What Was Said

Significant quotes from recent decisions.

"I conclude that any defence by the respondents that Mr. Earle's freedom of expression was a bona fide and reasonable justification for discrimination fails on both the facts and the law. Mr. Earle's conduct was not reasonably related to any effort to deal with a disruption to the show. Mr. Earle was not engaged in exposing the stereotypes of others. Nothing about Mr. Earle's asserted purposes in verbally and physically attacking Ms. Pardy on the basis of her sex and sexual orientation justified elevating his right to free expression over her right under the Code to be protected against his discriminatory conduct."

Human Rights Digest 12-3, April 2011

"It is important to understand that the name of the CHRA is misleading. Even though its name imports a notion that the CHRA and the Canadian Human Rights Tribunal may cure a range of human rights violations, the Tribunal’s mandate is restricted to remedying discrimination on the legislated grounds in legislated areas such as employment, services, residential accommodation, to name a few. Thus, Canada’s First Nations people, and their fellow Canadians, are restricted from obtaining broader human rights remedies that do not involve a discriminatory practice within the meaning of the Act. Unless the subject matter of the complaint falls within a section of the antidiscrimination statute, it cannot succeed."

Human Rights Digest 12-2, February/March 2011

"Marriage commissioners do not act as private citizens when they discharge their official duties. Rather, they serve as agents of the Province and act on its behalf and its behalf only. Accordingly, a system that would make marriage services available according to the personal religious beliefs of commissioners is highly problematic. It would undercut the basic principle that governmental services must be provided on an impartial and non-discriminatory basis."

Human Rights Digest 12-1, January 2011

"[T]he complainant seeks equal access to a provided benefit or service. Requiring a comparison with another disability group, who may also be suffering from a lack of accommodation, risks perpetuating the very disadvantage and exclusion from mainstream society the Code is intended to remedy. The fact that there may have been same treatment of some groups is irrelevant if the end result is that the complainant receives unequal access to the benefit or service."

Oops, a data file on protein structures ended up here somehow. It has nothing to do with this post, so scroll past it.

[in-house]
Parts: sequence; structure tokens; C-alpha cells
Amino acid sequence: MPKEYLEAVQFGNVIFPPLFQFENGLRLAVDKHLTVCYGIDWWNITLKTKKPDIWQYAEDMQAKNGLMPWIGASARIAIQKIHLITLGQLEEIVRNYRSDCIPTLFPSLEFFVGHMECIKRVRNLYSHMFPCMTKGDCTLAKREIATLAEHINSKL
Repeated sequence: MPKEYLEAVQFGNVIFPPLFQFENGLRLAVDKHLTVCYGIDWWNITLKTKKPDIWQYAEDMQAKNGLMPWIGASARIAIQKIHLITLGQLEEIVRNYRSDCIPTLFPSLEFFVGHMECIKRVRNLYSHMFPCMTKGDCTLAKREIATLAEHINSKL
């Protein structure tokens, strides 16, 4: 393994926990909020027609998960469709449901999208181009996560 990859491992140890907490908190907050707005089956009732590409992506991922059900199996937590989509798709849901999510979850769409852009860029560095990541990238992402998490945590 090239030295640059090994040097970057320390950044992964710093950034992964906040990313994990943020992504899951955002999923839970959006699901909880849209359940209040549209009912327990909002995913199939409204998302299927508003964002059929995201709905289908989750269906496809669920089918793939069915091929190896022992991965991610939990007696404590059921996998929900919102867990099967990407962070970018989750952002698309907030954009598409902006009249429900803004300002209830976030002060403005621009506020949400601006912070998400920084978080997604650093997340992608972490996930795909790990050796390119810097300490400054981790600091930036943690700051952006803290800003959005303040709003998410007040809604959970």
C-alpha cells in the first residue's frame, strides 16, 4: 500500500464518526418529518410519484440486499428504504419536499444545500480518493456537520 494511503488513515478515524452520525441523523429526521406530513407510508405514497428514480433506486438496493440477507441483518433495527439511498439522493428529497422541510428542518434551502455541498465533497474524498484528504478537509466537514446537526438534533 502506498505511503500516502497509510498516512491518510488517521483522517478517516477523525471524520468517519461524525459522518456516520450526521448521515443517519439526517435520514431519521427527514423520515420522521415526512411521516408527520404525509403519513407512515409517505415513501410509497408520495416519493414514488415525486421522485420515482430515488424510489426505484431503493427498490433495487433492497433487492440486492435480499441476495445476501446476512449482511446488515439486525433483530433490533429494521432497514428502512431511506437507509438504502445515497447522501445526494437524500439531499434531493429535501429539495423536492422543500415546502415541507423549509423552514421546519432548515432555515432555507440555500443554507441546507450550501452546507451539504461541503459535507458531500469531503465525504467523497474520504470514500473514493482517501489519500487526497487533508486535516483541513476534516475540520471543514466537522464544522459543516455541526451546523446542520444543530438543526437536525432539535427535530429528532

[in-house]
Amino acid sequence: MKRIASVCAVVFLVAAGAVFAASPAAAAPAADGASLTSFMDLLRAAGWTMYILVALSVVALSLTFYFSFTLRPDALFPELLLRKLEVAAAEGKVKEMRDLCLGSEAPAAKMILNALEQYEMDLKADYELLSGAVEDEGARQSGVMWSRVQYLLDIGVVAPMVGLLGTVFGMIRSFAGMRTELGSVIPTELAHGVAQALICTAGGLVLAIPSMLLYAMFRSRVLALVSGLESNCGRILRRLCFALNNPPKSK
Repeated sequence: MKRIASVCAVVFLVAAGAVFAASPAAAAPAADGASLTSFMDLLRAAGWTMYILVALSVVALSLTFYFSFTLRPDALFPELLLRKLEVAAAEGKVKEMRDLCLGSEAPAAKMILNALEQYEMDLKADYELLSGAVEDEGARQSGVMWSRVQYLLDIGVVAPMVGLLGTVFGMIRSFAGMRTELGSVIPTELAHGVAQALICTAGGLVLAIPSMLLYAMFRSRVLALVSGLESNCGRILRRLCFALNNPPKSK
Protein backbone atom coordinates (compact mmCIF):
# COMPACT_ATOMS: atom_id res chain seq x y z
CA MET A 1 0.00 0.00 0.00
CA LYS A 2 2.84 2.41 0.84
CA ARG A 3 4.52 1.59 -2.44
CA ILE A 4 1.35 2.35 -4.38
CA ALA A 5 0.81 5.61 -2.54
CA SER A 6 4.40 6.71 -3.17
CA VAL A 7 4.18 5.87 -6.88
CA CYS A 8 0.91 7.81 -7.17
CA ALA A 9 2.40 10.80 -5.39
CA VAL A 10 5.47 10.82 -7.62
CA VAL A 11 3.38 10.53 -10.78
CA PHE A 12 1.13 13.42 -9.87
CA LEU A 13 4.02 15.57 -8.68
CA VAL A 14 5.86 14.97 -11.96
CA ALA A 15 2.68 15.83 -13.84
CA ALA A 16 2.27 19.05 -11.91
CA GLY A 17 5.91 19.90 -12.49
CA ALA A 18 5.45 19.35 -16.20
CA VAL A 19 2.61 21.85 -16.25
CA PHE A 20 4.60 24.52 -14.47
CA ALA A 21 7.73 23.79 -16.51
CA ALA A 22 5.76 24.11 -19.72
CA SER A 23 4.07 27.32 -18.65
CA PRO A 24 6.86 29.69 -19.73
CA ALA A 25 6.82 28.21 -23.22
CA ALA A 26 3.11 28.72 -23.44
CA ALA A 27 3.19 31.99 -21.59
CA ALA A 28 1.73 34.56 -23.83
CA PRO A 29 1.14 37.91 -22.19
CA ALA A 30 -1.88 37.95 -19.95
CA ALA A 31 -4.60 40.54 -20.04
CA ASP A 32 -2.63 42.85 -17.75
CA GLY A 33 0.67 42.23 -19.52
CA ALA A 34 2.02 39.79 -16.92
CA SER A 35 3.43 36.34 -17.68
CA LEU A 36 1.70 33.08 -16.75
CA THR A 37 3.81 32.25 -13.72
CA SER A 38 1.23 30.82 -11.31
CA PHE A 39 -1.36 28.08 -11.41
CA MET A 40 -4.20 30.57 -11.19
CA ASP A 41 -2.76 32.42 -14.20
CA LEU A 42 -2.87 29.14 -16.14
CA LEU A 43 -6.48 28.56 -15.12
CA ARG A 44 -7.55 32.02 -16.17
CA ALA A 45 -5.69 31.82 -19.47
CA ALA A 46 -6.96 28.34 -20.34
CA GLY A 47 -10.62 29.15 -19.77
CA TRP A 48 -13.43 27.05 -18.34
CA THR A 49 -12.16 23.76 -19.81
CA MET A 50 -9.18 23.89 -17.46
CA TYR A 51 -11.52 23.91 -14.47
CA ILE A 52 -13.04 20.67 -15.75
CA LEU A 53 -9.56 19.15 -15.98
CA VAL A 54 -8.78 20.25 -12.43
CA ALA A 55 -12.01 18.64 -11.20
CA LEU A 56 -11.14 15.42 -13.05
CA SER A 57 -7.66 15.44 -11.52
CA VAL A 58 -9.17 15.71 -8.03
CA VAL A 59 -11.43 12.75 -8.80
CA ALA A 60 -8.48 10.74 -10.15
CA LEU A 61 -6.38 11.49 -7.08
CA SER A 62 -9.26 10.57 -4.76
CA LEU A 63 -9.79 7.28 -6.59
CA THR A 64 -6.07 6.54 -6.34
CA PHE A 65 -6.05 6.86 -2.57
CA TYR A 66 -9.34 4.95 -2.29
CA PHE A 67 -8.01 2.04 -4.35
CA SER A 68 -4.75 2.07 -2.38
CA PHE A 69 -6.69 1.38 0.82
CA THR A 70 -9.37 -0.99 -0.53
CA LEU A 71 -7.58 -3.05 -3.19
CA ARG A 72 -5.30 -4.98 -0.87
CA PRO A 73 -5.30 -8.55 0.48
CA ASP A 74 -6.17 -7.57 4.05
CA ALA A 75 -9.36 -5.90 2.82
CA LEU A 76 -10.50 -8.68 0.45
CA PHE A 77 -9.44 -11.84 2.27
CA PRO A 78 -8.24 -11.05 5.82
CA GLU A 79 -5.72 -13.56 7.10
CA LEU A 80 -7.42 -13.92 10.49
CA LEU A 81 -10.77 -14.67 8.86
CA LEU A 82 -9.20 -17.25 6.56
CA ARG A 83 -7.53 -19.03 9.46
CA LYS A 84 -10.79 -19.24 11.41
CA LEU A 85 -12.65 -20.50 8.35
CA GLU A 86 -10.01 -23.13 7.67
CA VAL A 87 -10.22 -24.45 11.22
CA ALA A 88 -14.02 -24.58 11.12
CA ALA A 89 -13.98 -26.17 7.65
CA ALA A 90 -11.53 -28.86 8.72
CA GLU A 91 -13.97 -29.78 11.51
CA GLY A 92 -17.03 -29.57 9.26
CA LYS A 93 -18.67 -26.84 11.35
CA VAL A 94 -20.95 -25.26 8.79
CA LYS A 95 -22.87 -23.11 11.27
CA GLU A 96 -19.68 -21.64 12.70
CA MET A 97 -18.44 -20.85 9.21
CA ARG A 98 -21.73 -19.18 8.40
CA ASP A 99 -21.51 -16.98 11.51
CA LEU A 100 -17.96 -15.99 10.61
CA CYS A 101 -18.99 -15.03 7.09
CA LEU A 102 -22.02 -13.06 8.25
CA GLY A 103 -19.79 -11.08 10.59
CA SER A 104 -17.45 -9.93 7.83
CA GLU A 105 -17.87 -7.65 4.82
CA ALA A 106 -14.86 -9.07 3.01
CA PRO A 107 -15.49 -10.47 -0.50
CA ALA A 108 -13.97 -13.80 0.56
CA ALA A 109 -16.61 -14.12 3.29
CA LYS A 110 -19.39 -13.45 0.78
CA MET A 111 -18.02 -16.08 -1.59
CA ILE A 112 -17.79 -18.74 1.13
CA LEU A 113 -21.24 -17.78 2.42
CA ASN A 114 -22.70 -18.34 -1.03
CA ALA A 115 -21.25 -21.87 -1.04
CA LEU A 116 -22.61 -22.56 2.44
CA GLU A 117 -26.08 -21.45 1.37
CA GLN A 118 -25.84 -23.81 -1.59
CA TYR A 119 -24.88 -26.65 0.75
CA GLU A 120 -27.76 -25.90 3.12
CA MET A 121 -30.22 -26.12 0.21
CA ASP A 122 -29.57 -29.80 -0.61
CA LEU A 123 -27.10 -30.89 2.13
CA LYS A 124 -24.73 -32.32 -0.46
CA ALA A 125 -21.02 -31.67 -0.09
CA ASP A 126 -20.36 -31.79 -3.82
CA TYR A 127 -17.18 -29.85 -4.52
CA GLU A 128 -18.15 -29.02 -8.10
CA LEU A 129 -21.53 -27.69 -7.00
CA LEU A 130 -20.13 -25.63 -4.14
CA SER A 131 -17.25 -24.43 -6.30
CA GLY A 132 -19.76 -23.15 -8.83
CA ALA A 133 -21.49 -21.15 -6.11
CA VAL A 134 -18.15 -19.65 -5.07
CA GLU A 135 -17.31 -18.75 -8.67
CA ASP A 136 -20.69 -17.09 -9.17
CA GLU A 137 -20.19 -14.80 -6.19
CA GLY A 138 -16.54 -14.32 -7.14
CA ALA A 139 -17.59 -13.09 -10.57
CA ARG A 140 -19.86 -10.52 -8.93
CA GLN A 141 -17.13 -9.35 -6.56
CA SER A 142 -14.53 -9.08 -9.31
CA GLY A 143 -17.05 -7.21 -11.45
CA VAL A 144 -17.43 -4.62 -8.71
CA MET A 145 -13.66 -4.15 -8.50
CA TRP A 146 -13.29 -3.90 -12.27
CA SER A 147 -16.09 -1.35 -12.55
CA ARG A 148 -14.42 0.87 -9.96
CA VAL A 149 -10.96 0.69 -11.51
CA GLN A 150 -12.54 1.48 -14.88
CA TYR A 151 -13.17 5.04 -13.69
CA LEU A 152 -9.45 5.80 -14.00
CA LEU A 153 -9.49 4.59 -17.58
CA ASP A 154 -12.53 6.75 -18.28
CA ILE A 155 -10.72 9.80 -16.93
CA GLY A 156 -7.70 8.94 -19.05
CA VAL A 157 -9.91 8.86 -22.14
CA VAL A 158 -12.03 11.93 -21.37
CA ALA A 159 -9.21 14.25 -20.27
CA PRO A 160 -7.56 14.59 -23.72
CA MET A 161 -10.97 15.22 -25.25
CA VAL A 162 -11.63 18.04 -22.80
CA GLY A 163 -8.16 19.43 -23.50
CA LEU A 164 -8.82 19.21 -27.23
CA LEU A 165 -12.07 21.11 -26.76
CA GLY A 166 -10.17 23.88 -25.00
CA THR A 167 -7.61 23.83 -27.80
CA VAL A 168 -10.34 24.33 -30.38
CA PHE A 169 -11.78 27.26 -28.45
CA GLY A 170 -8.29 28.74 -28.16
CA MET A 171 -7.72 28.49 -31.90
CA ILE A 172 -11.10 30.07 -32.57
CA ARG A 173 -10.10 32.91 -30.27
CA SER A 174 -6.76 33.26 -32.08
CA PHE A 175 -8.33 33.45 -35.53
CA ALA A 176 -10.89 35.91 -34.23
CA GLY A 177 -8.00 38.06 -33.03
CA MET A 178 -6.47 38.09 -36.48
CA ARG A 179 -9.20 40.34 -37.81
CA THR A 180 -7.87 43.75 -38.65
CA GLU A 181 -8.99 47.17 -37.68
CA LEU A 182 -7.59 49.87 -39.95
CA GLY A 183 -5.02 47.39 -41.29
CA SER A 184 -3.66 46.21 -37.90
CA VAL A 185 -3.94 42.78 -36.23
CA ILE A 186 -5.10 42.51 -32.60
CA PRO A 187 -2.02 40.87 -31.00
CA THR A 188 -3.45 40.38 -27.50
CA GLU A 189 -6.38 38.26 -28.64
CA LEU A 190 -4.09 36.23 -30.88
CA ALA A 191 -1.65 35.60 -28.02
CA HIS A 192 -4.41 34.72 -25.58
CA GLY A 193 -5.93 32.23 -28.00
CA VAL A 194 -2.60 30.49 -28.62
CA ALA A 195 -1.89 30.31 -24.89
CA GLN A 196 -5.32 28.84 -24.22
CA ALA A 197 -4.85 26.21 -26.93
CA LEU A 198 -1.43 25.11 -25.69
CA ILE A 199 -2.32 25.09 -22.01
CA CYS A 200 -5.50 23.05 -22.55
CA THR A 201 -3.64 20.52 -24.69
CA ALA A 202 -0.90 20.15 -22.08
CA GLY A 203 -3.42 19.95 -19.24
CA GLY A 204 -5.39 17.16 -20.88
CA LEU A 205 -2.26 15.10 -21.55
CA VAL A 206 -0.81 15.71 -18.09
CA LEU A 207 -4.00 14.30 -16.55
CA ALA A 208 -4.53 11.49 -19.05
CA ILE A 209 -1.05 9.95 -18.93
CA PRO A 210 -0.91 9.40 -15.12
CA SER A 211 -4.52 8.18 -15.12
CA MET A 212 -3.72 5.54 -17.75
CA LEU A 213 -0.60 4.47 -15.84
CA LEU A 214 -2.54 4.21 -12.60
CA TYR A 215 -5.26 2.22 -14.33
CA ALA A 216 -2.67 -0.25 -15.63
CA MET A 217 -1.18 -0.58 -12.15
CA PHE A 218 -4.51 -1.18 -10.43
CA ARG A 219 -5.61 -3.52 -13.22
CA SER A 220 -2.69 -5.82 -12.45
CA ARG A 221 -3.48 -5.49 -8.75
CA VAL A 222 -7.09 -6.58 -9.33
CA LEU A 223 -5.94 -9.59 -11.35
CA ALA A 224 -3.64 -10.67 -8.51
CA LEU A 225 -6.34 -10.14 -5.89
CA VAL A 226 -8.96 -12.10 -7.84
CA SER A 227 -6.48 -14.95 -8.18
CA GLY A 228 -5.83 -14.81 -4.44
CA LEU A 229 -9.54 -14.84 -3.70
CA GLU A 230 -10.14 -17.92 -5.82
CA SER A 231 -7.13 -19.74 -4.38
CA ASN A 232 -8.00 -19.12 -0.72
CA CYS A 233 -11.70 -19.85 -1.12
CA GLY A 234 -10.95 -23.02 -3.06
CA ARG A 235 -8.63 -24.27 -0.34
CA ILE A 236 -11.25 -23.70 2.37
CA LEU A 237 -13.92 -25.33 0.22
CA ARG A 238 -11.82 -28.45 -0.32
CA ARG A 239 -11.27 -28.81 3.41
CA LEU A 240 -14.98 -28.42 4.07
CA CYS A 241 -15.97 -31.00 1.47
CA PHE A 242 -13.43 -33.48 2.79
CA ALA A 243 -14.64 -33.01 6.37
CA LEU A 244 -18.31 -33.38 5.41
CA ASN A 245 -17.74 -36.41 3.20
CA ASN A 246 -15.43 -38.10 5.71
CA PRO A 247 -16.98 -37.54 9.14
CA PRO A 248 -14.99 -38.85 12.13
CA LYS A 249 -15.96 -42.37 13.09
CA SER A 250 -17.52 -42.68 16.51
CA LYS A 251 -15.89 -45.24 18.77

Human Rights Digest 11-8, November / December 2010

"However, fundamental differences exist between the Charter and the Code, including differences in: the nature of the legislation (constitutional versus quasi-constitutional); the scope of the guarantees provided (the Charter contains a broad equality guarantee while the Code creates a limited right to be free of discrimination in prescribed areas); the circumstances in which the guarantees will apply (the Charter is restricted to government conduct while the Code applies to both private and public actors); and, finally, the specific exemptions or defences that are available (s. 15 of the Charter contains an absolute prohibition against discrimination but s. 1 of the Charter provides a limited defence of justification, while the Code prohibits discrimination absolutely but also contains some absolute exemptions and defences)…"

Human Rights Digest 11-7, October 2010

"[T]here have been no attempts to raise awareness of human rights legislation pertaining to family status among either management or employees, nor manage any perceived or actual resistance among those in the workforce who may not directly benefit from accommodation measures at any given time. The evidence of the Respondent's management witnesses showed a very cursory, nominal understanding of human rights legislation…"

Human Rights Digest 11-6, August/September 2010
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